"From Poverty to Prosperity"
Print Friendly and PDF
Arnold Kling and Nick Schulz have a new book, From Poverty to Prosperity, which David Brooks writes about in his NYT column:
The success of an economy depends on its ability to invent and embrace new protocols. Kling and Schulz use North’s phrase ”adaptive efficiency,” but they are really talking about how quickly a society can be infected by new ideas. ...
There's a distinction between how fast a society can adopt new ideas and how fast it can invent new ideas. For example, Mexico's standard of living has improved in recent years because there are now 109,000 people in Mexico working for Wal-Mart. But, how many Wal-Mart-scale ideas have spread from Mexico to the U.S. in recent years? Outside of cuisine, I can think of "human directionals" (those poor bastards standing on the side of the road obnoxiously wiggling big arrows) but that's about it.

Brooks goes on in a Gladwellian vein:

But they are still economists, with worldviews that are still excessively individualistic and rationalistic. Kling and Schulz do not do a good job of explaining how innovation emerges. They list some banal character traits – charisma, passion – that entrepreneurs supposedly possess. To get a complete view of where the debate is headed, I’d read ”From Poverty to Prosperity,” and then I’d read Richard Ogle’s 2007 book, ”Smart World,” one of the most underappreciated books of the decade. Ogle applies the theory of networks and the philosophy of the extended mind (you have to read it) to show how real world innovation emerges from social clusters.
"Banal character traits" — has Brooks ever worked in an entrepreneurial company? In 1981, Apple employee Bud Tribble coined the term Reality Distortion Field to describe the impact of Steve Jobs on the people around him, getting them to accomplish the implausible. It's now 28 years later, and we can see the repeated impact of Jobs' charisma, passion, and bluster. Charismatic Reality Distortion is real.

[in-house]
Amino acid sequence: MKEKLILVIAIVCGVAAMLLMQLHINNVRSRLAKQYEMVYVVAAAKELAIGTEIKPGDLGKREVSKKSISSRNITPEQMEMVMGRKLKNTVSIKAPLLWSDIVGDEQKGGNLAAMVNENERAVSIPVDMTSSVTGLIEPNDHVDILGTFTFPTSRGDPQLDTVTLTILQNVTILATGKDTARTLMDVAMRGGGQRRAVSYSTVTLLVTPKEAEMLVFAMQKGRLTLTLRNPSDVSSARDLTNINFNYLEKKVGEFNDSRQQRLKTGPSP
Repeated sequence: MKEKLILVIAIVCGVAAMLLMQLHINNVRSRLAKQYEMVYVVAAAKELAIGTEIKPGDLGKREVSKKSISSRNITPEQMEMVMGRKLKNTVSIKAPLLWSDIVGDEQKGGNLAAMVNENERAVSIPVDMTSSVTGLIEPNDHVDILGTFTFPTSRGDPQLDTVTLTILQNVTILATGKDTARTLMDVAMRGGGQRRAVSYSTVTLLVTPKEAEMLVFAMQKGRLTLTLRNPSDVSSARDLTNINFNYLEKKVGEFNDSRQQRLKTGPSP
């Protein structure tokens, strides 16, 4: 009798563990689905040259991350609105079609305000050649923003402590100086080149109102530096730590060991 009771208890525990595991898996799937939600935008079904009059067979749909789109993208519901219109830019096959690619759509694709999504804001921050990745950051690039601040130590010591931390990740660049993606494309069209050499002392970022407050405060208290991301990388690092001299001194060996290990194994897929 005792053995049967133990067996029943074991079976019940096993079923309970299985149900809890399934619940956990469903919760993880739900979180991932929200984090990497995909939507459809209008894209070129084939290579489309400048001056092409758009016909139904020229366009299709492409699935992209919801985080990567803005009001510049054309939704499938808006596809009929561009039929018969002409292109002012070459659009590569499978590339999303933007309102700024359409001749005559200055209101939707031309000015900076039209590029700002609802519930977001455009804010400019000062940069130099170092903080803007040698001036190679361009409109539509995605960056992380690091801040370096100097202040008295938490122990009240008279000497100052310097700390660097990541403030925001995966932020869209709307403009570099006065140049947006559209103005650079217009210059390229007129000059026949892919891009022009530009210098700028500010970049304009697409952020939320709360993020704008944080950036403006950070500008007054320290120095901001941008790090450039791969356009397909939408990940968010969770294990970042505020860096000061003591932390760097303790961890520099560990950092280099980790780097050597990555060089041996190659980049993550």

On the other hand, taboos are a huge drag on innovation. It's like heliocentrism in post-Galileo Italian science — if you aren't supposed to mention that the Earth goes around the sun, well, it's pretty hard to get anything else right..

Economic change is fomenting intellectual change. When the economy was about stuff, economics resembled physics. When it’s about ideas, economics comes to resemble psychology.
That of course leads to the question whether the best quantified idea in psychology, IQ, will ever become admissible in economics.

If I had a magic wish that would radically improve the quality of public policy discourse in the U.S., it would be that African-Americans, Jews, and white gentiles all had average IQs of 100. It wouldn't matter for the popularity of good social science if the Asians were a little above average and the Hispanics a little below average. If Jews and blacks were, on average, average, then David Brooks would be applying insights from IQ research in his columns every couple of weeks.

Print Friendly and PDF